Digital technologies create new opportunities for consumers, but also make upholding their rights more challenging. Digital products and services often come with usage restrictions about which consumers are not well informed. Online transactions often cross borders, making it difficult to resolve complaints, or even to know what consumer laws and policies apply. How can consumers in the digital age be assured that their rights will be upheld?
Consumers International is undertaking a multi-country programme of economic research on flexible copyright exceptions in developing countries that is to begin by the second quarter of 2014. The empirical research to be conducted will produce comparable data on how different types of copyright reform effects various actors (i.e. – consumers and innovative businesses), including both the effects on consumer welfare and on innovation in the technology and creative industries in developing countries.
Copyright law has long been described as promoting the public interest through a balance of exclusive protection for rights holders linked to limitations and exceptions to such rights for users. As described in a recent decision of the Canadian Supreme Court, promoting the public interest in the creation of and access to new works requires that “both protection and access must be sensitively balanced”; “users' rights are an essential part of furthering the public interest objectives of the Copyright Act.”
The 16th round of negotiations of the Trans-Pacific Partnership wrapped up in Singapore this week, and according to the official press release the intellectual property chapter is one of a small number of chapters (along with competition and environment) that remain unresolved, and will be the focus of the remaining negotiating rounds.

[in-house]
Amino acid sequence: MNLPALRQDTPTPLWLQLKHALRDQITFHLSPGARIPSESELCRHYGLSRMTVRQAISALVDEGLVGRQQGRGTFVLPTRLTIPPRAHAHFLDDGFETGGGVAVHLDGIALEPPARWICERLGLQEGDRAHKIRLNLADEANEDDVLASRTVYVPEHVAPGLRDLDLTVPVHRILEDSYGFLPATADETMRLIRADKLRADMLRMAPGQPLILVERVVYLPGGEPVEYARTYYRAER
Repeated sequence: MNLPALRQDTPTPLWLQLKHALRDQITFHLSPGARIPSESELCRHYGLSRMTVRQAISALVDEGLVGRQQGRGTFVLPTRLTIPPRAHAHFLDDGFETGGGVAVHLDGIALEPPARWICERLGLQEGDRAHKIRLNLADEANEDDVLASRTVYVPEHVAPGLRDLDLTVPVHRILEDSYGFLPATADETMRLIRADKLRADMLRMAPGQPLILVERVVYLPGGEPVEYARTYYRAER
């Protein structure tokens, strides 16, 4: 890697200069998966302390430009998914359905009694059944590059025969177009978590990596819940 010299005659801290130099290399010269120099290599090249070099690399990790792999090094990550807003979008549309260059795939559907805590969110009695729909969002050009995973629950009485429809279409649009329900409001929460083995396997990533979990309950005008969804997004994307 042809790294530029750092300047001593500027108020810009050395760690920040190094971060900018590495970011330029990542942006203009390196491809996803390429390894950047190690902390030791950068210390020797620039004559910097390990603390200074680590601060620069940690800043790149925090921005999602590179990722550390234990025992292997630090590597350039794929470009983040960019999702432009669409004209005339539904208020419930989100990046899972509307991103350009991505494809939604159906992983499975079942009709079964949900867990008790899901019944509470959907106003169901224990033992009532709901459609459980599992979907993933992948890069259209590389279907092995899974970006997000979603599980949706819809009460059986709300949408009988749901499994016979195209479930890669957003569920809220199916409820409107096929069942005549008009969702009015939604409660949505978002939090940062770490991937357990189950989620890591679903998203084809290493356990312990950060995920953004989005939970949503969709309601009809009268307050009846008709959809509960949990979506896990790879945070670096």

Copyright enforcement ought to be about going after those who profiteer from the work of others by dealing in pirated goods, and about protecting consumers from sub-standard fakes. Instead, the industries pushing for tougher copyright enforcement have become fixated on controlling the behaviour of ordinary consumers.
These explanatory notes to the MOU Concerning the Interpretation of the Right of Quotation were prepared by Martin Senftleben, Professor of Intellectual Property, VU University Amsterdam; Senior Consultant, Bird & Bird, The Hague. You may also download a PDF copy.
The preamble reflects several fundamental considerations that lie at the core of the following guidelines.
The following is page 1 of a 7-page paper entitled, "Toward Consumer-ownable Digital Personal Property".
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As the peak body of the global consumer movement, Consumers International believes that a knowledge society can be developed only when there is access to information on all fronts. Such a society is sustainable when access to knowledge is unhampered and inclusive, promoting co-operative forms of knowledge production as the basis for innovation and creativity.